AMD + ATi & Intel + nVidia

Psychoteddy

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Hey y'all,

Just had a random thought. I've always heard people talking about pairing GPUs with the appropriate CPU. However, what I don't quite grasp is why everyone says that AMD CPUs pair best with ATi GPUs, and Intel pairs with nVidia. Can someone explain this reasoning to me? It would seem to me that the best performing CPU and the best performing GPU for one's budget would be the best option. No?

BOUNCY!!! :bounce:
 

g00fysmiley

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amd/ati cards work fine with intel chips, and amd cpu's pair great with nvidia gpu's

thats an old myth that either gpu works ebtter with the other cpu

nwo where it does play in is most newer amd chipsets only support crossfire so if you want to do dual cards then you would have to go ati/amd in amd boards.

however there are still intel boards that support both crossfire and sli so you cna do dual cards in intel with ati/amd or nvidia its your choice
 

Psychoteddy

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1.) Intel with nVidia
2.) AMD with nVidia
3.) AMD with ATi
4.) Intel with ATi

listings in MY order of preference.
all pairings will work.
I'm not at all criticizing you for your preference, but I'm just curious as to why you prefer it this way and not based solely on component's individual performance?
 

jockey

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It would seem to me that the best performing CPU and the best performing GPU for one's budget would be the best option. No?
Correct. Get what appeals to you.
 

jockey

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As gOOfysmiley stated, SLi and Crossfire are best on their respective chipset boards.
If planning to SLi, go Intel. Xfire with AMD. This will avoid multi-GPU issues.
Single cards= no issues.
 

Psychoteddy

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I had considered it but I felt that your answer was more concise, if that makes any sense. :p

You guys both answered my question well though. :) Thank you!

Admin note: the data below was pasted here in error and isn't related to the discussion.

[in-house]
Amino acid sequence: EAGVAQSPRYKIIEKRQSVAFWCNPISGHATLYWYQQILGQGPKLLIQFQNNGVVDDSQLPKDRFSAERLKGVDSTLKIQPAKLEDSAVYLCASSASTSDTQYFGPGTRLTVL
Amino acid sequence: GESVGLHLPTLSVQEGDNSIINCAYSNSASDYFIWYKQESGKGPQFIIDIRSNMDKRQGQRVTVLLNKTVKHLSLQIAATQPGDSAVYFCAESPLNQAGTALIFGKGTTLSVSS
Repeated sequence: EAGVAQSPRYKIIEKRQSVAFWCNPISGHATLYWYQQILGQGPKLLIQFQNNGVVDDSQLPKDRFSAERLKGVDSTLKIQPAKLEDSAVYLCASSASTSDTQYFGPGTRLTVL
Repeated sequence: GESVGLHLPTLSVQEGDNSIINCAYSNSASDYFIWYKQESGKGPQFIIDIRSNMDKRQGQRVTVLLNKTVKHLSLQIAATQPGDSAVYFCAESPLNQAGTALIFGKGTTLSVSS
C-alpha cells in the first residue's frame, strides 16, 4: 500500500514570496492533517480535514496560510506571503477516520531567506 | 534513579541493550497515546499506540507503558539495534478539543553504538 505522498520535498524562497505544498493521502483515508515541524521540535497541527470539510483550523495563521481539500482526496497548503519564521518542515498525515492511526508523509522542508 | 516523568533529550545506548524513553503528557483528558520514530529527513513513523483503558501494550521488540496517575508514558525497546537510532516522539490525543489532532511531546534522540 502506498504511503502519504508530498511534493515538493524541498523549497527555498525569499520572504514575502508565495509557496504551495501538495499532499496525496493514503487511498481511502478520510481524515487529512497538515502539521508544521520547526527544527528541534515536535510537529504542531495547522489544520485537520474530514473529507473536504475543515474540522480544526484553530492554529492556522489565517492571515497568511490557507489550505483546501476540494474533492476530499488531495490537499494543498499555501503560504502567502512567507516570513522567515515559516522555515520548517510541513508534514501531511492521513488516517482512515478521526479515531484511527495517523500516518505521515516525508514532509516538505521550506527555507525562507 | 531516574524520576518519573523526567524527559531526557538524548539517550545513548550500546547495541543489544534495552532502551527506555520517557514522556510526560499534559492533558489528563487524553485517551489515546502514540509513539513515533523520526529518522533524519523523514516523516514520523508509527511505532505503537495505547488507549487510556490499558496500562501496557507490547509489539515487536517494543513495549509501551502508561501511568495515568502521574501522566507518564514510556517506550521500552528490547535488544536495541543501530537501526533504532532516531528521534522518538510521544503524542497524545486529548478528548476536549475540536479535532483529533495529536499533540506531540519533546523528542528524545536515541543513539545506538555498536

g00fysmiley

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jockey i don't care abotu best answers and maybe we'll get you a badge! (some people liek them i don't knwo why )

and you did answer more clearly, im bad at typing so i vote you as well for expanding and translating g00fysmiley-english :D
 

Avro Arrow

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There is no reasoning behind it. The chipsets that are used on AMD-based SLI boards are nVidia's own nForce chipsets. This means you saw someone who knows nothing about the subject talking out of the wrong end of their digestive tract. Any more questions? :sol:
 

jockey

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True but, IMHO, those boards are few, not in the "mainstream". Bottom line, boards tend to be Xfire or SLi specific.
 

Avro Arrow

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I don't know what you're saying but on the AMD side, of course they are. Until the Intel X58 and P55 chipsets, the only way to get an SLI board was to have an nForce chipset. That is still true on the AMD side and always was. The nForce chipsets do not support Crossfire. I really don't understand what it is you're trying to say. As far as mainstream is concerned, all nForce chipsets that ended in "i" were for Intel and all nForce chipsets that ended in "a" were for AMD. Those boards were mainstream, they're just not common anymore because nVidia stopped producing the nForce line. Having said that, the nForce 980a chipset is the nForce chipset for AM3 and because AMD doesn't use 1,001 incompatible sockets like Intel does, that means that the 980a will still be viable for some time to come. To restate, ONLY the X58 and P55 chipsets by Intel support both CrossfireX and SLI, both of which are mainstream BTW. Otherwise it's one or the other. :sol: